COMMENTARY: Training the people and police

By Tom H. Hastings
Tom H. Hastings
Tom H. Hastings
I look at the current understanding of how the rioting began in Britain and I think, well, what if these cops had nonviolence training, conflict resolution training, and authentic community policing connections? Had this been the case, I doubt Britain would be convulsing in riots from city to city as I write.

It started in the black community in Tottenham, London. A young black man, Mark Duggan, was shot to death by police, his family and supporters went to the station for some explanation, the police stonewalled them and even shoved one young woman who was a family member of Duggan's, then shoved others, and all hell broke loose and spread.

The police escalated a situation that could have been de-escalated. The made a bad episode worse. Were they legally at fault? No, not in the instance of how they treated the family -- an investigation of the shooting of the young man will likely reveal their culpability in that instance, however, at least if current police reports are borne out. But they performed lousy police practice in any case in handling family and community peaceful protests. The era of Mugabe-like tactics is, or should be, so very over. Police don't have a license to kill and they should learn to respect a community's grief or risk that community losing control of its pent-up rage.

Youth should all be getting conflict resolution education and practice as well. The school system should train youth in nonviolent conflict de-escalation. Further, citizenship classes in all public education should be teaching nonviolent civil society strategies and the reasons for them. After all, if the general community of youth is aware that they are only going to be hurt and lose much more than they gain by rioting rather than using the alternative tactics they are taught in civics class, they will be less inclined to riot.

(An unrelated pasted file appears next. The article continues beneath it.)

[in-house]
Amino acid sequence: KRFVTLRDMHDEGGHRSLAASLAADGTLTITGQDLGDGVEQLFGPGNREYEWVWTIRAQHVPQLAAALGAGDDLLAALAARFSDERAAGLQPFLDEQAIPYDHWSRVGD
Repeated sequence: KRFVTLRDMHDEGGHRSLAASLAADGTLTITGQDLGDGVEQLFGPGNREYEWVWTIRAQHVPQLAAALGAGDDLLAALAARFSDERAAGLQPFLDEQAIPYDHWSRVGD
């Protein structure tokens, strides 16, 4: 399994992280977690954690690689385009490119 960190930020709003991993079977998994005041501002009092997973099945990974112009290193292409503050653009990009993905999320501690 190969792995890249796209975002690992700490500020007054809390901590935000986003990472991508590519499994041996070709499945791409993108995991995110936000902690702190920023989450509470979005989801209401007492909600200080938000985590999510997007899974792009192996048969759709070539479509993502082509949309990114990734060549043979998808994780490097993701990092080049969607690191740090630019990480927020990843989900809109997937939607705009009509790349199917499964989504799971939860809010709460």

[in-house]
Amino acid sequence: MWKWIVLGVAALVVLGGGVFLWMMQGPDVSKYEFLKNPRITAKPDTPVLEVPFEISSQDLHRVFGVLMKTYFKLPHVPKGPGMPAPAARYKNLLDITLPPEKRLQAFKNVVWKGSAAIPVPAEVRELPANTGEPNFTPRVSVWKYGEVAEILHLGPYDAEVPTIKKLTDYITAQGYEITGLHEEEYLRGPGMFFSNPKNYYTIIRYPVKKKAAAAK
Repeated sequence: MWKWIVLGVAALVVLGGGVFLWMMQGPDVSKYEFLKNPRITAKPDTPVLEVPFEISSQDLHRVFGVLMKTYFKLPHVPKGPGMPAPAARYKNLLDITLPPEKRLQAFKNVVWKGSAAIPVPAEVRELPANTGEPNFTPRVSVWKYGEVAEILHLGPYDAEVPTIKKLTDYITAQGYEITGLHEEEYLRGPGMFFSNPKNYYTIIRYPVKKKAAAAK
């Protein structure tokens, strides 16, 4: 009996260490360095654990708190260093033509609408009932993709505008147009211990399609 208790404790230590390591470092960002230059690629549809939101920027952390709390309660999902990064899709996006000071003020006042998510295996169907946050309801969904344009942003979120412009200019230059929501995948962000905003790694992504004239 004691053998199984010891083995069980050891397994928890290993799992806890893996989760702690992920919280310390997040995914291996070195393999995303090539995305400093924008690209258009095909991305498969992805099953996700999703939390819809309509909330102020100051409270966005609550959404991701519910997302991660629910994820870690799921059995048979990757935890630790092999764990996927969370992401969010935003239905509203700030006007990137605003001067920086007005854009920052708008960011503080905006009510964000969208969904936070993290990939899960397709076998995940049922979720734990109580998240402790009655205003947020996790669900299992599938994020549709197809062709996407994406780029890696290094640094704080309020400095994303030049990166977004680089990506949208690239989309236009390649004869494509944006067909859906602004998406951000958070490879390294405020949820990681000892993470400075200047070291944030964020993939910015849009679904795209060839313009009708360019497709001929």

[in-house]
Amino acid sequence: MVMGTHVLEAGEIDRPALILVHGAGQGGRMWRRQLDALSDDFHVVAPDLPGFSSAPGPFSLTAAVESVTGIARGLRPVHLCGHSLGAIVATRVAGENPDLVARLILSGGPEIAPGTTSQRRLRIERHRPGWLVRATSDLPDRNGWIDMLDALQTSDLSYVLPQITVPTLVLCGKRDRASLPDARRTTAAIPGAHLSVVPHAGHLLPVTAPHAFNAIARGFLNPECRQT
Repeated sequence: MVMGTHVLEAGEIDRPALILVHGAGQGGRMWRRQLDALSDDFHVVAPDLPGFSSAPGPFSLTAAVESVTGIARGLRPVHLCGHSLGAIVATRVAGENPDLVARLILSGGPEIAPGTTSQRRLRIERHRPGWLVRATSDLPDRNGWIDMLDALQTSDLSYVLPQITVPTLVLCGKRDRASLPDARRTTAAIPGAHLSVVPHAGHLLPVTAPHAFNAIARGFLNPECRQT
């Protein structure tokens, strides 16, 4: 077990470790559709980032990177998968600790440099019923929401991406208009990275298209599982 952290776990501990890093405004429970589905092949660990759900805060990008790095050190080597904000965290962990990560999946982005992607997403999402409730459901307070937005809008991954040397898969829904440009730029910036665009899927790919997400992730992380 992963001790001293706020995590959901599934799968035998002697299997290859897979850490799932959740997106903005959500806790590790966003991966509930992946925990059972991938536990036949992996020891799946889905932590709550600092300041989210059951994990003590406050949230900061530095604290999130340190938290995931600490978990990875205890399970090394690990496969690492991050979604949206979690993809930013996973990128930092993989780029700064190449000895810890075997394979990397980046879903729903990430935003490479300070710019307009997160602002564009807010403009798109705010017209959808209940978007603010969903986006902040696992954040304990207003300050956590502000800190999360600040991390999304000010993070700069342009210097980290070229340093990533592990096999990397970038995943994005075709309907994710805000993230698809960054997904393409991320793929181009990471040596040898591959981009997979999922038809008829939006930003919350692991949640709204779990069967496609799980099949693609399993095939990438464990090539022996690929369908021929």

I don't know who is teaching them this in Chile, but check out how the high school youth put a check on some in their protest who wanted to up the ante ( This protest, obviously not in a well off neighborhood, was an attempt to demand free public education and the students refused to be hijacked by others wearing masks and doing things that would alienate regular Chileans from their cause. Too bad the black British youth didn't have this sort of knowledge and spontaneous leadership. Of course, Chileans of all ages know it was disciplined nonviolence that finally deposed the dictator Pinochet, so they have some cultural collective sense of a cost-benefit analysis of the methods they use.

Prophylactic nonviolence and conflict resolution education and training is a wise investment. At some adaptive point, our societies may understand and implement this.

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Tom H. Hastings ( teaches in the Portland State University Conflict Resolution program. This commentary was distributed by PeaceVoice, a program of the Oregon Peace Institute, Portland, OR.